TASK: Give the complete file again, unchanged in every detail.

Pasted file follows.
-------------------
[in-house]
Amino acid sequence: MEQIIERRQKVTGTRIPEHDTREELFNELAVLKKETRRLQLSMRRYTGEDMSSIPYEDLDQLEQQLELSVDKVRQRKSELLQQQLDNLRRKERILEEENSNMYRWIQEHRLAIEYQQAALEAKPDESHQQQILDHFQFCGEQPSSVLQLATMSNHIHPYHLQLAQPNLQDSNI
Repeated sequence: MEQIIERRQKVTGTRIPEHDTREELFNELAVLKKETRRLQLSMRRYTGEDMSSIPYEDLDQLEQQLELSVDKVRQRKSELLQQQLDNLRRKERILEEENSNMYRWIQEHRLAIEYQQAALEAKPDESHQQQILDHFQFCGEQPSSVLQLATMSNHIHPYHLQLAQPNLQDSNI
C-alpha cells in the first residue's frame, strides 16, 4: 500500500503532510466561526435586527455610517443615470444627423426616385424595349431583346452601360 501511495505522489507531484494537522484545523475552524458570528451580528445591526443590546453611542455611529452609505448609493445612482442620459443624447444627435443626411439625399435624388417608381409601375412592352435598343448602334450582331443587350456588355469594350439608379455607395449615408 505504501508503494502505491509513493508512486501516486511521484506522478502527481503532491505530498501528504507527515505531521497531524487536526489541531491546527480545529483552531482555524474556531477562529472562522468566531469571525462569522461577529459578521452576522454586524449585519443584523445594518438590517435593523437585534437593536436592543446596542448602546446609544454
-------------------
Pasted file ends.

[in-house]
Amino acid sequence: MEQIIERRQKVTGTRIPEHDTREELFNELAVLKKETRRLQLSMRRYTGEDMSSIPYEDLDQLEQQLELSVDKVRQRKSELLQQQLDNLRRKERILEEENSNMYRWIQEHRLAIEYQQAALEAKPDESHQQQILDHFQFCGEQPSSVLQLATMSNHIHPYHLQLAQPNLQDSNI
Repeated sequence: MEQIIERRQKVTGTRIPEHDTREELFNELAVLKKETRRLQLSMRRYTGEDMSSIPYEDLDQLEQQLELSVDKVRQRKSELLQQQLDNLRRKERILEEENSNMYRWIQEHRLAIEYQQAALEAKPDESHQQQILDHFQFCGEQPSSVLQLATMSNHIHPYHLQLAQPNLQDSNI
C-alpha cells in the first residue's frame, strides 16, 4: 500500500503532510466561526435586527455610517443615470444627423426616385424595349431583346452601360 501511495505522489507531484494537522484545523475552524458570528451580528445591526443590546453611542455611529452609505448609493445612482442620459443624447444627435443626411439625399435624388417608381409601375412592352435598343448602334450582331443587350456588355469594350439608379455607395449615408 505504501508503494502505491509513493508512486501516486511521484506522478502527481503532491505530498501528504507527515505531521497531524487536526489541531491546527480545529483552531482555524474556531477562529472562522468566531469571525462569522461577529459578521452576522454586524449585519443584523445594518438590517435593523437585534437593536436592543446596542448602546446609544454